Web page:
4 tips for effective proposal writing in the digital age

4 tips for effective proposal writing in the digital ageA 2015 Microsoft study found that digital distractions have resulted in the average person having an 8-second attention span—less than a goldfish! A 2016 Harvard Business Review (HBR) article stated that bad writing is the biggest productivity buster. Yet, we still write proposals the old-fashioned way, as if proposal evaluators have unlimited time and focus.

Modernize your proposals to win in the digital age by learning from digital marketers. Here are four tips to grab the evaluator’s (short) attention with winning content.

  1. Calls to action

Calls to Action or CTAs tell the reader what to do next. An effective CTA puts the right message in front of the right people at the right time. We see these techniques every day online when we read call now, find out more, or visit a store today. Of course, every CTA must have an associated benefit, such as savings or access to a limited product.

Experienced proposal professionals know that customers buy benefits not features. The benefits must be something the customer values, and they must be time sensitive. For example, if we state that a benefit of our approach is that it reduces cost by 20%, we must be sure of two things: that cost is important to the customer, and that we specify within what timeframe this will occur.

Adding CTAs in a proposal means not letting the evaluator infer ANYTHING. State clearly what benefit the customer will receive and when. If you are proposing a feature with benefits that exceed requirements (in the Federal Government world, exceeding requirements may be scored as a Strength), then state this fact clearly so the evaluator knows what action to take, e.g., giving you a higher score.

Avoid CTAs that are either too weak or too strong. One of the most common (and worst) proposal mistakes is to assume evaluators know what to do, and thus forget the CTA. Conversely, evaluators may perceive a CTA that is too strong as high pressure or even unprofessional, such as stating, “Pick us or this project will fail!”

  1. Exceeding expectations

Evaluators are humans, and humans are programmed to recognize patterns. Pattern recognition gives us the ability to quickly make decisions about the present and the future. In behavioral psychology, this trait is referred to as heuristic problem solving. Regarding proposals, the reader expects to be…well…bored. If you can exceed expectations by breaking out of the usual pattern of stating the obvious, then the reader will pay attention.


Company ABC is pleased to submit this proposal. We were founded in 1892 and have continued to excel as world class leaders in dry cleaning and wrinkle removal for uniforms. The proposal that follows gives excruciating details on why to pick us.


Customer XYZ needs a solution to the pressing problem of wrinkled clothing. Company ABC solves this problem with a new technology that prevents wrinkles before they happen and saves on average 25% in dry cleaning costs as evidenced across 1 million satisfied customers.

Younger evaluators are bored even more easily. In an age of digital distraction, they skim, and they want the proposal to get to the point quickly. Again, make sure you state the conclusion right away, backed up with supporting detail for those who want to do more than skim.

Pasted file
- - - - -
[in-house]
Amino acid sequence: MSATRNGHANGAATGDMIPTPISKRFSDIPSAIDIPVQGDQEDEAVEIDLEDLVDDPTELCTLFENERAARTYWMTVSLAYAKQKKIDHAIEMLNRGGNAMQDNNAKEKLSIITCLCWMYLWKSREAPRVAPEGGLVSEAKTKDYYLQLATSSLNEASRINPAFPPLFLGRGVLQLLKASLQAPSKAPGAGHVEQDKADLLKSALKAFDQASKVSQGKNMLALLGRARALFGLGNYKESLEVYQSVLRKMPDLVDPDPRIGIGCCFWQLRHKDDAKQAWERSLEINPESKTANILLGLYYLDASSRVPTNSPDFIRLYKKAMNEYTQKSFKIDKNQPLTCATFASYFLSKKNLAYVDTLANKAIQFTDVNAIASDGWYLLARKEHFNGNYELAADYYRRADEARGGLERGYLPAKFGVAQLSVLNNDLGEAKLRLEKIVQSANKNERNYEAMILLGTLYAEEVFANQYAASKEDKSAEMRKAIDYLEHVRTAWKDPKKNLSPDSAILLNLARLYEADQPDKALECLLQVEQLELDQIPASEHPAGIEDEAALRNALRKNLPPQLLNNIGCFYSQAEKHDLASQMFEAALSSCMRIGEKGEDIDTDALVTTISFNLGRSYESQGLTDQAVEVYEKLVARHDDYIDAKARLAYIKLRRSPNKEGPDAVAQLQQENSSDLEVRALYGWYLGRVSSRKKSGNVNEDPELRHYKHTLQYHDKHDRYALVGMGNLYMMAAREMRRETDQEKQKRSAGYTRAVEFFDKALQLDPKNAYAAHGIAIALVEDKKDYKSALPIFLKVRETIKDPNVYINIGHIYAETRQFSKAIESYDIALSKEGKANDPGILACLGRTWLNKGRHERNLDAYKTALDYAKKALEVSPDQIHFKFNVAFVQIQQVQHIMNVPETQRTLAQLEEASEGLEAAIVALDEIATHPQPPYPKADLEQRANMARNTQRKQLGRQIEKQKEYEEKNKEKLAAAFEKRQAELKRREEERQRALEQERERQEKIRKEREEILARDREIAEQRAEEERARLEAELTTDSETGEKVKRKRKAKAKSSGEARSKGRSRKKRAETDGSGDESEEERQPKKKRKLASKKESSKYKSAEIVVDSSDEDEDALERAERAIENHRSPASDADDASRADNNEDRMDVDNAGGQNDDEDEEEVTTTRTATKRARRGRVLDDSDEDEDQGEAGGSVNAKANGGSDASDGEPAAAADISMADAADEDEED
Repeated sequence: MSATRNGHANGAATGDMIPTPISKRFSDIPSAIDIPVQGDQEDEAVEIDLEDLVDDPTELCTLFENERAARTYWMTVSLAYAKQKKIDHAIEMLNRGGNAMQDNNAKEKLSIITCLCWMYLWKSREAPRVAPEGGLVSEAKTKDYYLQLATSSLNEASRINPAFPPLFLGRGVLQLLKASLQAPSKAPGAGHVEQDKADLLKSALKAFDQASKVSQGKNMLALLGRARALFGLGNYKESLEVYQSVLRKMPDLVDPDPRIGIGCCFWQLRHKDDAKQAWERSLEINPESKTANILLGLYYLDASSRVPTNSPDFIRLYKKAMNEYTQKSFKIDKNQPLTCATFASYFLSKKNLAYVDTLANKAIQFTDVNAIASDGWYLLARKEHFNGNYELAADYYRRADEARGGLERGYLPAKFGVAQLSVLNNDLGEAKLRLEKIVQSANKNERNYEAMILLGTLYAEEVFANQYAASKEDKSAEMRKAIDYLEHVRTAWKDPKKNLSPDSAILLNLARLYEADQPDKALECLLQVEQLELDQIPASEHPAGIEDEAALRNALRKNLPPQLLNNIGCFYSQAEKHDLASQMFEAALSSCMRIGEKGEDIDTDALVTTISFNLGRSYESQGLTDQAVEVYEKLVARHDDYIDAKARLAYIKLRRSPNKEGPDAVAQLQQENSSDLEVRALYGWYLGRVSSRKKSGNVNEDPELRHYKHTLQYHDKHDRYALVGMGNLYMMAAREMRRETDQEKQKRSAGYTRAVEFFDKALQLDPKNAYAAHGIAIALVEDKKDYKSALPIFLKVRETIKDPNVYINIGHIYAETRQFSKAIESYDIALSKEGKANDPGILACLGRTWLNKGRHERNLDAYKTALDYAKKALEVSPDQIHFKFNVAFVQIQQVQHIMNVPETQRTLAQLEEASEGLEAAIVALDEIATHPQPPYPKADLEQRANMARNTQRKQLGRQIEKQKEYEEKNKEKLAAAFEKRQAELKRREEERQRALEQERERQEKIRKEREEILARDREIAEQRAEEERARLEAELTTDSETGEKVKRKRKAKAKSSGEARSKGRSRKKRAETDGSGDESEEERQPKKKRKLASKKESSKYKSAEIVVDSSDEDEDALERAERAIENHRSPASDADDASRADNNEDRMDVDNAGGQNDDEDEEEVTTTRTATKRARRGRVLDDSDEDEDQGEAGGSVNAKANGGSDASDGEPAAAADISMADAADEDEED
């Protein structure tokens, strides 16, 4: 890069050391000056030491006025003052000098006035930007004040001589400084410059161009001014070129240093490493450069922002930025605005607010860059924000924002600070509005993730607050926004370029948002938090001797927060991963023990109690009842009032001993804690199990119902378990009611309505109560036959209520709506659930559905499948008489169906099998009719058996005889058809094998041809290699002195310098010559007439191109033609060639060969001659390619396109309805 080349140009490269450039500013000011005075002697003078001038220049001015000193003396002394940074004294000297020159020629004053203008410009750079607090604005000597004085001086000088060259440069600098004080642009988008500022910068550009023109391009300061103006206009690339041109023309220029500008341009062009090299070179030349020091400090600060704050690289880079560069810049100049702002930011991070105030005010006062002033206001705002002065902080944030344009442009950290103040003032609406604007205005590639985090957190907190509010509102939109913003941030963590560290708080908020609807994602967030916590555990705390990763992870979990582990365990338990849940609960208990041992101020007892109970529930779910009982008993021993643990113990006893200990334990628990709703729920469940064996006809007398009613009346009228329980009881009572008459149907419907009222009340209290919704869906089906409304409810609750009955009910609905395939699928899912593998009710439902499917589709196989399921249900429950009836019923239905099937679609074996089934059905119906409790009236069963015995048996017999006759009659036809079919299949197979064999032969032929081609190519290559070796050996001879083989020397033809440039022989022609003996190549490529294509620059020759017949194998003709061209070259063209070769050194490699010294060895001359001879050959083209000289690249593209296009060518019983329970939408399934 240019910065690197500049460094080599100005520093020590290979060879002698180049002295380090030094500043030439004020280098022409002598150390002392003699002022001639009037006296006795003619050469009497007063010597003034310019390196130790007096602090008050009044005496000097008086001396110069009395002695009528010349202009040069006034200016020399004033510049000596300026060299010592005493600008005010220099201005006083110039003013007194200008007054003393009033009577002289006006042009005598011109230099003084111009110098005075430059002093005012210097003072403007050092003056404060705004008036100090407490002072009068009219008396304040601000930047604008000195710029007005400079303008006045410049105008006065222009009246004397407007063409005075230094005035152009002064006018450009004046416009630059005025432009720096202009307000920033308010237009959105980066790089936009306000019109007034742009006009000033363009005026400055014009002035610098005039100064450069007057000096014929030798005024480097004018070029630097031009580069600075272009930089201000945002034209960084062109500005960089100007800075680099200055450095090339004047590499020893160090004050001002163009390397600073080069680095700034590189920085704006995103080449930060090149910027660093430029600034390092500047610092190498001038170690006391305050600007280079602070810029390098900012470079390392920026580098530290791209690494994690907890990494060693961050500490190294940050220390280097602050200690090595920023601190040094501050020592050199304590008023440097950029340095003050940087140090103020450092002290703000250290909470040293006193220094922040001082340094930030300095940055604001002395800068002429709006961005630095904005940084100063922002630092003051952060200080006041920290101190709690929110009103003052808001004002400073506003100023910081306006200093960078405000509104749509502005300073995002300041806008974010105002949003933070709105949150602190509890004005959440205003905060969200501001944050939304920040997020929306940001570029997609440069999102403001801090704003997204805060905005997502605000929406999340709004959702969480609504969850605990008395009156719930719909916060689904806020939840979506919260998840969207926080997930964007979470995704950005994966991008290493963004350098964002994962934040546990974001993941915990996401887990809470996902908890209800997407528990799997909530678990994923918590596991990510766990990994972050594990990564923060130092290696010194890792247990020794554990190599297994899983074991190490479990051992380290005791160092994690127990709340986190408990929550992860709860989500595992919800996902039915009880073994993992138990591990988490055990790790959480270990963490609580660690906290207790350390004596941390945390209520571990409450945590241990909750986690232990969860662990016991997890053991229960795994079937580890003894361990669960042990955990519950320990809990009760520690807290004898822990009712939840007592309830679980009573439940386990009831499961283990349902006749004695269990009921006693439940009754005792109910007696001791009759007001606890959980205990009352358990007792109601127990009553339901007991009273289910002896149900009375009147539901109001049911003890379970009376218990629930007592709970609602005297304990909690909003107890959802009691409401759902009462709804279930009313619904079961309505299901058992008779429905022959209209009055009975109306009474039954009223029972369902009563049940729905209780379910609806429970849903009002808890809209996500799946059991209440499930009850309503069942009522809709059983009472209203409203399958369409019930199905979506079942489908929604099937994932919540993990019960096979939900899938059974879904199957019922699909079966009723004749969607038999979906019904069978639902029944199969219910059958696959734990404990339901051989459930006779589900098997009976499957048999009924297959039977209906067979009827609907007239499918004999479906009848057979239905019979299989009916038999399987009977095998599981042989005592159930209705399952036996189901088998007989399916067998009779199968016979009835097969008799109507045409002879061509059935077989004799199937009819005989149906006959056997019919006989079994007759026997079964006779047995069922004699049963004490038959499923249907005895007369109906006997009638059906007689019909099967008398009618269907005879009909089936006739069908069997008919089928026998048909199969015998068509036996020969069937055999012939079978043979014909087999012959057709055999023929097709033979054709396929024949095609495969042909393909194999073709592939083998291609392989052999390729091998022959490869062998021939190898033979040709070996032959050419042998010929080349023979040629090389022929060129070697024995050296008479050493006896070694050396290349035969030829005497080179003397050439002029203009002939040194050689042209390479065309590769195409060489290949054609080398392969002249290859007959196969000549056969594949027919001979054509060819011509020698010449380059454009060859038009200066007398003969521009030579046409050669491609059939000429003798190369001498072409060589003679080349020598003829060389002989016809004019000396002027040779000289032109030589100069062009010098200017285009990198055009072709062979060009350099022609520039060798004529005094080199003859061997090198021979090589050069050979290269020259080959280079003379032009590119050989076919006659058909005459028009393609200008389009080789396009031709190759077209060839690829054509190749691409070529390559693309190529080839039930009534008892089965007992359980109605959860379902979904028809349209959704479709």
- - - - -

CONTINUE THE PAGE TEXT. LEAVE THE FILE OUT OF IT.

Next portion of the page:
1. Attention grabbers

Attention grabbers are a technique related to exceeding expectations. They break the usual pattern by illustrating your understanding of the customer in an unusual way—a unique definition, a little-known fact, a surprising quote, a statement intended to challenge, a relatable anecdote, a penetrating question. Look for ways to highlight important content in an unusual format.

In addition, since younger evaluators are even more likely to make snap impression, remember that heuristics—the look and feel of the proposal—are very important. According to Millennial Marketing, Millennials will actually reject quality content if the visual effect is poor. Cluttered, unappealing proposals may be perceived as unreliable, unprofessional, and unintelligent. In addition, evaluators make first impressions even more quickly in the digital age, perhaps in a fraction of a second.

  1. Clearly relevant writing

Writing clearly and concisely is not enough. It must be clearly relevant. Avoid background details that aren’t relevant and/or dilute your message. I review hundreds of proposals and see so much fluff, passive voice, and crutch words.

The HBR study surveyed 547 business people who reported that they spend an average of 25.5 hours per week reading for work. 81% of them agreed that poorly written material wastes a lot of their time. They stated that what they read is “frequently ineffective because it’s too long, poorly organized, unclear, filled with jargon, and imprecise.”

The resulting impacts on productivity are threefold:

  • The author must rewrite the material, thus wasting time, and/or
  • The reader misunderstands the content and takes inappropriate action, and/or
  • The reader’s trust in the writer diminishes because they judge them as unprofessional, careless, or sloppy.

Keeping your proposals concise by focusing on what is relevant to the evaluator (time-sensitive benefits that they value) will result in higher scores.

To learn more about effective proposal writing in the era of the 8-second attention span, join me at the 2017 Southern Proposal Accents Conference (SPAC) in Atlanta, GA on March 23.

by Lisa Pafe, APMP-NCA President, CPP APMP Fellow, and PMI PMP

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